The opening scene of the movie describes it best: "Once upon a time there lived in Denmark a great storyteller named Hans Christian Andersen. This is not the story of his life, but a fairy tale about the great spinner of fairy tales."
Fran Garrison's all in a tizzy because her prize Dachshund, Danke, is having pups, and she has hopes of one of the pups becoming a champion. But at the vet's, her husband Mark is talked ... See full summary »
Of Glocca Morra, Ireland, Finian McLongeran, who has his own unique belief system of Irish legends, uproots himself and his adult daughter, Sharon McLonergan, and heads for the mythical ... See full summary »
This saga of the old west involves twin brothers who compete for possession of a rickety cow town founded by their father while a crooked mayor tries to put an end to the competitors so he can inherit the town himself.
A completely fabricated biography of the famous Danish fairytale writer Hans Christian Andersen featuring several of his stories and a ballet performance of "The Little Mermaid". Written by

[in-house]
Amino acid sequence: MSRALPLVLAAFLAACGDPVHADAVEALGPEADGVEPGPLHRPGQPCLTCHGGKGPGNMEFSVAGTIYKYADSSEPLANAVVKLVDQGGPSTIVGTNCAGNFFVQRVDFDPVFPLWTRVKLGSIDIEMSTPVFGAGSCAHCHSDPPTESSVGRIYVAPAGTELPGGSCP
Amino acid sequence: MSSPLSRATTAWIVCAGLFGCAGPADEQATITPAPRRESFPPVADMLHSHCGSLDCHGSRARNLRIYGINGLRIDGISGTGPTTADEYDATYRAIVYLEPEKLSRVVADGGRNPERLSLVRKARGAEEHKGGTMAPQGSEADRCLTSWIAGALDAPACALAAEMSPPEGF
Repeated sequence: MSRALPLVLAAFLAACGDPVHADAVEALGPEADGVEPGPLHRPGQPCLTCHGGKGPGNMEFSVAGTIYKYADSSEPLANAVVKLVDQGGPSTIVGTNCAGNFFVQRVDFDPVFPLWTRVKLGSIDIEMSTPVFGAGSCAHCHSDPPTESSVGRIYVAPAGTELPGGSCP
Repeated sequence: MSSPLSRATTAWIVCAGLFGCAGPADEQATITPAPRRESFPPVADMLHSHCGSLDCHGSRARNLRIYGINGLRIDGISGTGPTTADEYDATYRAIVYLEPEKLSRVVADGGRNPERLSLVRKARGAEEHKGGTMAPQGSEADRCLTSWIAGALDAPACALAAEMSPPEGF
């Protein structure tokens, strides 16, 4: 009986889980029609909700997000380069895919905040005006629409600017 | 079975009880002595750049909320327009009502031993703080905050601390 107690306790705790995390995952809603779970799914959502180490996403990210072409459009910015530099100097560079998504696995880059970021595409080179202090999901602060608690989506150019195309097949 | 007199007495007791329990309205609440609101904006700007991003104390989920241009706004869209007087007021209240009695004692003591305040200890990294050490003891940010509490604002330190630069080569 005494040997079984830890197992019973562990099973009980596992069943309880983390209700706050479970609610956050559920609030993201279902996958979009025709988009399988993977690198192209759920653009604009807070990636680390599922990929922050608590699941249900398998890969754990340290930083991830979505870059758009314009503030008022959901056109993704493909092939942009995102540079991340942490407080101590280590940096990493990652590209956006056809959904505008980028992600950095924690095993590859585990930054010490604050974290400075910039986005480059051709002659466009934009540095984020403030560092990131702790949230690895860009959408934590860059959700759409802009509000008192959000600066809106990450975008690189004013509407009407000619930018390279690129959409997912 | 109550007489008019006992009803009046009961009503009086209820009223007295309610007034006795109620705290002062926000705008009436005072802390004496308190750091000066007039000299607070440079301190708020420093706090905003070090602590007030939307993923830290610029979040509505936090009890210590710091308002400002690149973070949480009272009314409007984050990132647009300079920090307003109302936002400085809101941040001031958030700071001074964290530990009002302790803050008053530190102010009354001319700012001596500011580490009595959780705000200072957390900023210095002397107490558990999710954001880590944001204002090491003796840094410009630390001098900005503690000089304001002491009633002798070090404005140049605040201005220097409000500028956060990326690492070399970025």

Col Needham <firstname.lastname@example.org>
In order to cover the necessary camera tricks, and to add "magic" to the Little Mermaid ballet, it was decided that, rather than presenting it as an actual ballet, they would have Hans imagine how it would look. This allowed them to do things on the screen which would be impossible on the stage. See more »
During the crossing of the Great Belt the still existing light tower on the island Sprogø is seen in the background. Although there was a light tower on the island when the 14 year-old Hans Christian Andersen went to Copenhagen, this particular tower was not built until 1869, when Andersen was 64 years old and had been a famous writer for many years. See more »
[about Hans's stories]
Gerta's Father, Farmer:
The other day I asked my Gerta what time it was and she said that the minute hand and the hour hand weren't speaking to each other. They were both in love with the second hand. And they wouldn't make up until they met at twelve o'clock. And no one could tell the time until then.
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Opening credits: "Once upon a time there lived in Denmark a great storyteller named Hans Christian Andersen. This is not the story of his life, but a fairy tale about this great spinner of fairy tales." See more »
This was the movie that caused me to fall in love with Danny Kaye. I still love watching this movie more than 20 years after I saw it for the first time on television. I love his gentle nature with the children, in particular the little girl he sings "Thumbalina" to. Fabricated or not, this is one of his best films showing the true diversity of an incredibly talented man. Danny Kaye was surely one of the last of a dying Hollywood breed.
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